MEMS accelerometers use various techniques for measuring forces such as silicon piezoelectric (Qing-Ming et al., 2004), piezoresistive (Dan, 2000), resonant (Sung et al., 2003; Ferrari et al., 2005), silicon capacitive (Chih-Ming et al., 2008; Lee et al., 2005) and convective (Leman et al., 2007; Chaehoi et al., 2006). From among a number of sensing methods, the capacitive sensing technique has become the most attractive recently because it provides high sensitivity, low noise performance, good DC response, low temperature sensitivity, low power dissipation and a simple structure. Due to these advantages, silicon capacitive accelerometers have been applied to numerous applications ranging from low-cost, large-volume automotive accelerometers to high-precision, inertial-grade microgravity devices.

The present and potential future markets of MEMS accelerometers are for modern condition monitoring systems (Alhussein et al., 2008; Jagadeesh et al., 2006). The MEMS accelerometers can be used in a wide variety of low g applications such as tilt and orientation, vibration analysis and motion detection. The term tilt sensor is often used to identify a large variety of devices that measure, indicate, or otherwise provide a signal when tilted from a level position, using gravity as a reference (Marin et al., 2005). Within the sensor industry, tilt sensors generally refer strictly to the sensing element itself.

This study describes the development of a tilt measurement unit using a commercial MEMS accelerometer. Tilt is a static measurement where gravity is the acceleration being measured. To achieve the highest degree resolution of a tilt measurement, a low g, high sensitivity accelerometer is required. The commercial MEMS accelerometer ADXL202E, from Analog Device, was chosen as a detection sensor because of its higher sensitivity (12.5%/g) which allows the user to use a lower speed counter for PWM decoding while maintaining a high resolution. The aim of this study is to design, fabricate and test the tilt measurement unit for the purpose of inclination measurement and monitoring.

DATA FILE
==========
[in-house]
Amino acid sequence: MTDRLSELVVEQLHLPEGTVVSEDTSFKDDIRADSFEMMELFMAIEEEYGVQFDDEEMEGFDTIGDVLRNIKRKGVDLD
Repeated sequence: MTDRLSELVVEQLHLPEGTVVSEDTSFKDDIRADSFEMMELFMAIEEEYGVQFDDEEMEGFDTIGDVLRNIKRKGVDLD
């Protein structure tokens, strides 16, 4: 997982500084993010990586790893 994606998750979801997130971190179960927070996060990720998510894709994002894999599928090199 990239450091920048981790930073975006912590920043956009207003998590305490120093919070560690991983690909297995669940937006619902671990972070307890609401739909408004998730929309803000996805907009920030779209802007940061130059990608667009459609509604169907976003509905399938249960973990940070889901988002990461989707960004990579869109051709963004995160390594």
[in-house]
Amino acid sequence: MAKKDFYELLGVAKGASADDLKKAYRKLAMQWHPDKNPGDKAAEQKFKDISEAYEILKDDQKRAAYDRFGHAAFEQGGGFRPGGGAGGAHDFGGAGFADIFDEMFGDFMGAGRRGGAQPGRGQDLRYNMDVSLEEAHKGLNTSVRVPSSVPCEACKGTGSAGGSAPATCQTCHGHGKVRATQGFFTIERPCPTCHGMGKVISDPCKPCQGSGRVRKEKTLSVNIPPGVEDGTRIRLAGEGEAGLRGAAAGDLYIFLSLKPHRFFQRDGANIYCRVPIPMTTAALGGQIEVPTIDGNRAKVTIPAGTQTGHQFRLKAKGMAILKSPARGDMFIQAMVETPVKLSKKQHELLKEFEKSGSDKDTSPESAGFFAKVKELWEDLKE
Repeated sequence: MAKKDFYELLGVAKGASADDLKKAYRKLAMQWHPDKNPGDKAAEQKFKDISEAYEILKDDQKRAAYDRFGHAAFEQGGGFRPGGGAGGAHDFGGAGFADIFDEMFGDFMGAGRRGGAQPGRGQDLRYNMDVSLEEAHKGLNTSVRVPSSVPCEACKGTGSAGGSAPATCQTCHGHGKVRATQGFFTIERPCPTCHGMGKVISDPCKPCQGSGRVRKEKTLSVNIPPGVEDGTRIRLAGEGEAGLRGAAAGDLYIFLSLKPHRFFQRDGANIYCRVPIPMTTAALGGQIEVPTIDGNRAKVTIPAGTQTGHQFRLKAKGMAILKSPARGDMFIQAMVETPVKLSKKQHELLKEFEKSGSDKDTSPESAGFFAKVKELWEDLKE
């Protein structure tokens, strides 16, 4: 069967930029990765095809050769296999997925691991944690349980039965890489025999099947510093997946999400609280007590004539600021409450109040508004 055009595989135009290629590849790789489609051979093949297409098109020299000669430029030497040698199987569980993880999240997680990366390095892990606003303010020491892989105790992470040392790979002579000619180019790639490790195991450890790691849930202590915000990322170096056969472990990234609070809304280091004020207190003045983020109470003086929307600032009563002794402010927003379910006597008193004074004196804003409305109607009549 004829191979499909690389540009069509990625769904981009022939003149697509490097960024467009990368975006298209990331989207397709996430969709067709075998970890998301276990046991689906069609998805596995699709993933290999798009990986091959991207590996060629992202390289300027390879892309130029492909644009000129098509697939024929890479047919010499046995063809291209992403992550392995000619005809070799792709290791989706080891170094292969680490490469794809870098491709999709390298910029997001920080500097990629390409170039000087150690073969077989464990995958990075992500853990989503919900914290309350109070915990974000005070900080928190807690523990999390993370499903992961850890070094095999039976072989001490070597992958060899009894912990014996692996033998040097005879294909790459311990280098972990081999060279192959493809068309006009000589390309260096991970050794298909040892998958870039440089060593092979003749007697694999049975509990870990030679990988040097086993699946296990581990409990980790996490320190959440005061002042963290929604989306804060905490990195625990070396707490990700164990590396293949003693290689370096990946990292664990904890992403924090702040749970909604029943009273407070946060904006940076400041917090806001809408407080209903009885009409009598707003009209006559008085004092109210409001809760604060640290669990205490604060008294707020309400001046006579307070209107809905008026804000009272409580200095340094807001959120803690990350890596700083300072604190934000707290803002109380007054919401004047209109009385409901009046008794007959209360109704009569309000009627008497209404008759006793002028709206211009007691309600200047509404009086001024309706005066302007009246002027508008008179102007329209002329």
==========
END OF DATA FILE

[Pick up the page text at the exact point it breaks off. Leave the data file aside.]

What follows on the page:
THEORETICAL ANALYSIS

Commercial MEMS accelerometer, ADXL202E: The ADXL202E is a low-cost, low-power, complete 2 axis accelerometer with a measurement range of ±2 g. The ADXL202E can measure both dynamic acceleration (e.g., vibration) and static acceleration (e.g., gravity). The outputs are Duty Cycle Modulated (DCM) signals whose duty-cycles (ratio of pulse width to period) are proportional to the acceleration in each of the two sensitive axis (Fig. 1). These outputs may be measured directly with the Universal Frequency-to-Digital Converters (UFDC), requiring no Analog-to-Digital Converter (ADC) or glue logic. The DCM period T2 is adjustable from 0.5 to 10 m sec-1 via a single resistor (RSET) by choosing a value between 100 kΩ and 2 MΩ. As outlined in the data sheet, the nominal duty-cycle output of the ADXL202 is 50% at 0 g and 12.5% duty-cycle change per g. Therefore, to calculate acceleration from the duty-cycle: